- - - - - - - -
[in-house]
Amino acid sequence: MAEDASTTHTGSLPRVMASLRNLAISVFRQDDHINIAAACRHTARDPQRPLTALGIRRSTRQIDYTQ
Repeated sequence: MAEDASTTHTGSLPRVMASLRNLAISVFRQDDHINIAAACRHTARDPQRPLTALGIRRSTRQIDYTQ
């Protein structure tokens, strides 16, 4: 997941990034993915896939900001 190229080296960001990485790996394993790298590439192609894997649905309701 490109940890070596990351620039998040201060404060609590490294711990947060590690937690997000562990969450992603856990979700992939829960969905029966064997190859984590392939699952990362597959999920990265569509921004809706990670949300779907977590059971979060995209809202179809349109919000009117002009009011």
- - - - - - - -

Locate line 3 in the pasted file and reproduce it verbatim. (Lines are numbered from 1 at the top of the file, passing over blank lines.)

Repeated sequence: MAEDASTTHTGSLPRVMASLRNLAISVFRQDDHINIAAACRHTARDPQRPLTALGIRRSTRQIDYTQ